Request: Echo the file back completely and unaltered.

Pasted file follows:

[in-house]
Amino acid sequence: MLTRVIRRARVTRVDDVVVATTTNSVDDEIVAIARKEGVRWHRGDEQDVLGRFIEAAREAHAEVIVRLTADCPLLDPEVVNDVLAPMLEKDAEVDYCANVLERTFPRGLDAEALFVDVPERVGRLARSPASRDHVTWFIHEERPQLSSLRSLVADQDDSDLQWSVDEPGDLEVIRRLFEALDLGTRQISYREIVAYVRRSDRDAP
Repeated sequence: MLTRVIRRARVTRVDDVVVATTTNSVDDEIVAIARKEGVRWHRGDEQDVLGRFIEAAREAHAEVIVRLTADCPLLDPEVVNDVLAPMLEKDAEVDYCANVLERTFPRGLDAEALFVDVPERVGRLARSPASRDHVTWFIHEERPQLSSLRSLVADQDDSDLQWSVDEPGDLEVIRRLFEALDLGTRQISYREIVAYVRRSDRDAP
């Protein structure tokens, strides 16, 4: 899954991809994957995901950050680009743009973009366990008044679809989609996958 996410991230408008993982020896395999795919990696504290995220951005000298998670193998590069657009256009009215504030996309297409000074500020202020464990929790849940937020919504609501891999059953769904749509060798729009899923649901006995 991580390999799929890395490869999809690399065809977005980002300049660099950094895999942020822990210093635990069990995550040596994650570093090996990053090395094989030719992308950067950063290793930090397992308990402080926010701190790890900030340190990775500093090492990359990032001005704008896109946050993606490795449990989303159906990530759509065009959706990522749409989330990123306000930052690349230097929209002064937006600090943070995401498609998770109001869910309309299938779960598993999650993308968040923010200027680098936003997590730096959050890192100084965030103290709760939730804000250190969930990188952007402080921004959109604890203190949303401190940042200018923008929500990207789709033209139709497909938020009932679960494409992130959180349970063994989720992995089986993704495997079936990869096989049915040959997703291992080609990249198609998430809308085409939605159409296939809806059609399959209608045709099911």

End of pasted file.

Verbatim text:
[in-house]
Amino acid sequence: MLTRVIRRARVTRVDDVVVATTTNSVDDEIVAIARKEGVRWHRGDEQDVLGRFIEAAREAHAEVIVRLTADCPLLDPEVVNDVLAPMLEKDAEVDYCANVLERTFPRGLDAEALFVDVPERVGRLARSPASRDHVTWFIHEERPQLSSLRSLVADQDDSDLQWSVDEPGDLEVIRRLFEALDLGTRQISYREIVAYVRRSDRDAP
Repeated sequence: MLTRVIRRARVTRVDDVVVATTTNSVDDEIVAIARKEGVRWHRGDEQDVLGRFIEAAREAHAEVIVRLTADCPLLDPEVVNDVLAPMLEKDAEVDYCANVLERTFPRGLDAEALFVDVPERVGRLARSPASRDHVTWFIHEERPQLSSLRSLVADQDDSDLQWSVDEPGDLEVIRRLFEALDLGTRQISYREIVAYVRRSDRDAP
């Protein structure tokens, strides 16, 4: 899954991809994957995901950050680009743009973009366990008044679809989609996958 996410991230408008993982020896395999795919990696504290995220951005000298998670193998590069657009256009009215504030996309297409000074500020202020464990929790849940937020919504609501891999059953769904749509060798729009899923649901006995 991580390999799929890395490869999809690399065809977005980002300049660099950094895999942020822990210093635990069990995550040596994650570093090996990053090395094989030719992308950067950063290793930090397992308990402080926010701190790890900030340190990775500093090492990359990032001005704008896109946050993606490795449990989303159906990530759509065009959706990522749409989330990123306000930052690349230097929209002064937006600090943070995401498609998770109001869910309309299938779960598993999650993308968040923010200027680098936003997590730096959050890192100084965030103290709760939730804000250190969930990188952007402080921004959109604890203190949303401190940042200018923008929500990207789709033209139709497909938020009932679960494409992130959180349970063994989720992995089986993704495997079936990869096989049915040959997703291992080609990249198609998430809308085409939605159409296939809806059609399959209608045709099911």